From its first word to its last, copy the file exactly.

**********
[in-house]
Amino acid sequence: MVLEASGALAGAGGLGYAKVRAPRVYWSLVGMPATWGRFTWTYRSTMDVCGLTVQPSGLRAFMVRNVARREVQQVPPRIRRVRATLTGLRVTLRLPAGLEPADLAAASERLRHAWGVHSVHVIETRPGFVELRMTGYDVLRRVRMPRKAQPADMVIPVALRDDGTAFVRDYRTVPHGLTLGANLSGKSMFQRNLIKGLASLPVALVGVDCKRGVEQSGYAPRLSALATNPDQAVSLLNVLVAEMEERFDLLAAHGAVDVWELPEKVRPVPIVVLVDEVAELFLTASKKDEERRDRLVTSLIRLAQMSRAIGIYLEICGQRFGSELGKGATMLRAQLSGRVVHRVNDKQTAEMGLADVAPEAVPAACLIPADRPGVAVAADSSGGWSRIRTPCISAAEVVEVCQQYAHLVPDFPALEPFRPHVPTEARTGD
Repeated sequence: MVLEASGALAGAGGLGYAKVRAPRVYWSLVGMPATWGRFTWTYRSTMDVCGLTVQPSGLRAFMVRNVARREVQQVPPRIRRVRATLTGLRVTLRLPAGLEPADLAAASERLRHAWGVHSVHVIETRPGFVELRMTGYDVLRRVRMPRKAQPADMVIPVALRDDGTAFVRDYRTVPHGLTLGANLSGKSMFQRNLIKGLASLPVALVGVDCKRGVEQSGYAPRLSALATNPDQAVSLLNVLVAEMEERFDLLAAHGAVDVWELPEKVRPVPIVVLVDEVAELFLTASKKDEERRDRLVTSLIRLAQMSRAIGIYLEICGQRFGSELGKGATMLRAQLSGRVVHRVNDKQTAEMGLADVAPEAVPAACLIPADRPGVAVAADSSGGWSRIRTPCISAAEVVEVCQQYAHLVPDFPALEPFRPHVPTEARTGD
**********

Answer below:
[in-house]
Amino acid sequence: MVLEASGALAGAGGLGYAKVRAPRVYWSLVGMPATWGRFTWTYRSTMDVCGLTVQPSGLRAFMVRNVARREVQQVPPRIRRVRATLTGLRVTLRLPAGLEPADLAAASERLRHAWGVHSVHVIETRPGFVELRMTGYDVLRRVRMPRKAQPADMVIPVALRDDGTAFVRDYRTVPHGLTLGANLSGKSMFQRNLIKGLASLPVALVGVDCKRGVEQSGYAPRLSALATNPDQAVSLLNVLVAEMEERFDLLAAHGAVDVWELPEKVRPVPIVVLVDEVAELFLTASKKDEERRDRLVTSLIRLAQMSRAIGIYLEICGQRFGSELGKGATMLRAQLSGRVVHRVNDKQTAEMGLADVAPEAVPAACLIPADRPGVAVAADSSGGWSRIRTPCISAAEVVEVCQQYAHLVPDFPALEPFRPHVPTEARTGD
Repeated sequence: MVLEASGALAGAGGLGYAKVRAPRVYWSLVGMPATWGRFTWTYRSTMDVCGLTVQPSGLRAFMVRNVARREVQQVPPRIRRVRATLTGLRVTLRLPAGLEPADLAAASERLRHAWGVHSVHVIETRPGFVELRMTGYDVLRRVRMPRKAQPADMVIPVALRDDGTAFVRDYRTVPHGLTLGANLSGKSMFQRNLIKGLASLPVALVGVDCKRGVEQSGYAPRLSALATNPDQAVSLLNVLVAEMEERFDLLAAHGAVDVWELPEKVRPVPIVVLVDEVAELFLTASKKDEERRDRLVTSLIRLAQMSRAIGIYLEICGQRFGSELGKGATMLRAQLSGRVVHRVNDKQTAEMGLADVAPEAVPAACLIPADRPGVAVAADSSGGWSRIRTPCISAAEVVEVCQQYAHLVPDFPALEPFRPHVPTEARTGD